The Republican health care bill that passed the Senate would be considered by the Senate Finance Committee, and the Senate is considering it.
The legislation was designed to give states the option of allowing people with pre-existing conditions to remain on their state’s healthcare plans.
That means people could continue to get coverage if they had a condition such as diabetes or heart disease that made them ineligible for coverage under Obamacare.
But there are two main objections that senators are hearing from Democrats, both of which have already received assurances from Republicans.
Sen. Susan Collins, R-Maine, told The Associated Press that her Republican colleagues want to keep the bill’s protections for pre-existing conditions in place but would allow insurers to charge people with those conditions more.
“The reason that you have that is because we have the ability to set up the insurance market,” Collins said.
“So that’s why we have that.
And that’s the way it should be, but it’s not the way this legislation is written.
We want to preserve that protections, but we also want to do everything we can to make sure we don’t do something that would harm our insurance market.”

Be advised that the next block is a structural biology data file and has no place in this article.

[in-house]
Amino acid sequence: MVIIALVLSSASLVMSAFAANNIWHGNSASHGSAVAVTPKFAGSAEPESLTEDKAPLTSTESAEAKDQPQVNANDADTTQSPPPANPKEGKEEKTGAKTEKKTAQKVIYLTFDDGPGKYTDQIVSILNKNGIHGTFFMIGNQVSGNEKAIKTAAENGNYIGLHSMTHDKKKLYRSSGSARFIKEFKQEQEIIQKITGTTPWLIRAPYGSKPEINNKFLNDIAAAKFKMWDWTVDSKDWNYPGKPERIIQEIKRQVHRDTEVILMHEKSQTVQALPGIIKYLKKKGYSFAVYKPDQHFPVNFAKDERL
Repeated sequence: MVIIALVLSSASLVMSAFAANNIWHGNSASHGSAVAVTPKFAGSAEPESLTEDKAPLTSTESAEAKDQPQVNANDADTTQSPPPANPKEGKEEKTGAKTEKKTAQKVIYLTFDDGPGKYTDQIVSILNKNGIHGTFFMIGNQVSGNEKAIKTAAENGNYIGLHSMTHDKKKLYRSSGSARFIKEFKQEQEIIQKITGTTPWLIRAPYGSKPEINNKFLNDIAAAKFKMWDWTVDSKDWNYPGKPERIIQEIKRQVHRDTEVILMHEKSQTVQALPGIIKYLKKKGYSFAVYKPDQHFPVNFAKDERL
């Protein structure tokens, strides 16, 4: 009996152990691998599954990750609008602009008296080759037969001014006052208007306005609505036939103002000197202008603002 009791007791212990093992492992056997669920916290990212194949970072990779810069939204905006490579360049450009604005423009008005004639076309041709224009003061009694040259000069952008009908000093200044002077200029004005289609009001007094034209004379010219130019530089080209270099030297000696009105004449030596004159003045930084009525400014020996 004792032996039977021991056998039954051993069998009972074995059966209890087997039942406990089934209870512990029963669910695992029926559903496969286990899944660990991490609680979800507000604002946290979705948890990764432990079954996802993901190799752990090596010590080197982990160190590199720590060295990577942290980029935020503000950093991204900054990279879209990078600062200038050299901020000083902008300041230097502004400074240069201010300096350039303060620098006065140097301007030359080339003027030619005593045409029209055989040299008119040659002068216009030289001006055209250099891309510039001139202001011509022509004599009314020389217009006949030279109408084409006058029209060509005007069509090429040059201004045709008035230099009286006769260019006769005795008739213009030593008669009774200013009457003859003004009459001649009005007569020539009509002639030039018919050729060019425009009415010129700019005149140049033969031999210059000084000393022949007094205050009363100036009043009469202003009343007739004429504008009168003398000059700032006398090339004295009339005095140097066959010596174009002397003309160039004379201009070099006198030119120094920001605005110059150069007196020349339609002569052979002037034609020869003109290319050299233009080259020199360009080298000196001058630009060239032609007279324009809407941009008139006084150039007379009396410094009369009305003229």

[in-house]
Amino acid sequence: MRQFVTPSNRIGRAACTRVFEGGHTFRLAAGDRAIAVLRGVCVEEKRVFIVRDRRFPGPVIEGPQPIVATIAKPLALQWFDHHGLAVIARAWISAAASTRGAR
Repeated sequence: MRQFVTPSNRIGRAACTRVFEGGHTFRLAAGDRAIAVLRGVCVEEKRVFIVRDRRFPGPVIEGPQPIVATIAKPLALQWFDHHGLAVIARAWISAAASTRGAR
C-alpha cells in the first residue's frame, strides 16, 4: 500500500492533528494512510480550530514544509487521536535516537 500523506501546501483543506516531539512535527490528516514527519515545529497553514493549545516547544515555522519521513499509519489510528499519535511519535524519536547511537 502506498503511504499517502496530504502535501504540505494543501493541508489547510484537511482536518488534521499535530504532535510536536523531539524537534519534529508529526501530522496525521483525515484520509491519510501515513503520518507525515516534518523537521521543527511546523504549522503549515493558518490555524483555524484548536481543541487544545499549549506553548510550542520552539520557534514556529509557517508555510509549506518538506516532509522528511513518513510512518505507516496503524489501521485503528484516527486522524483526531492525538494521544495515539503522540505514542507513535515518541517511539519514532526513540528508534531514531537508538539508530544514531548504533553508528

Sen. Ron Johnson, R of Wisconsin, told reporters the senators would vote for the bill if it included protections for those with pre a preexisting condition, but he would not say whether the protections would apply to those with insurance that does not cover them.
“If they do not provide the coverage for people with preexistent conditions, that would be fine,” Johnson said.
He said that while the House bill includes some protections for preexisted conditions, the Senate bill would be a different story.
“They will do their best to be respectful of the process, and they will be very open to what’s going on in the Senate,” Johnson told reporters.
Mike Rounds of South Dakota, Jeff Flake of Arizona, Lisa Murkowski of Alaska and Ron Johnson of Wisconsin are among the Democrats who are still weighing in on the legislation.
Senators are also trying to determine if the legislation will be enough to pass the Senate without Democratic support.
“I think it is a good thing,” Rounds told reporters, though he acknowledged it was too early to say.
“It will go into the House.”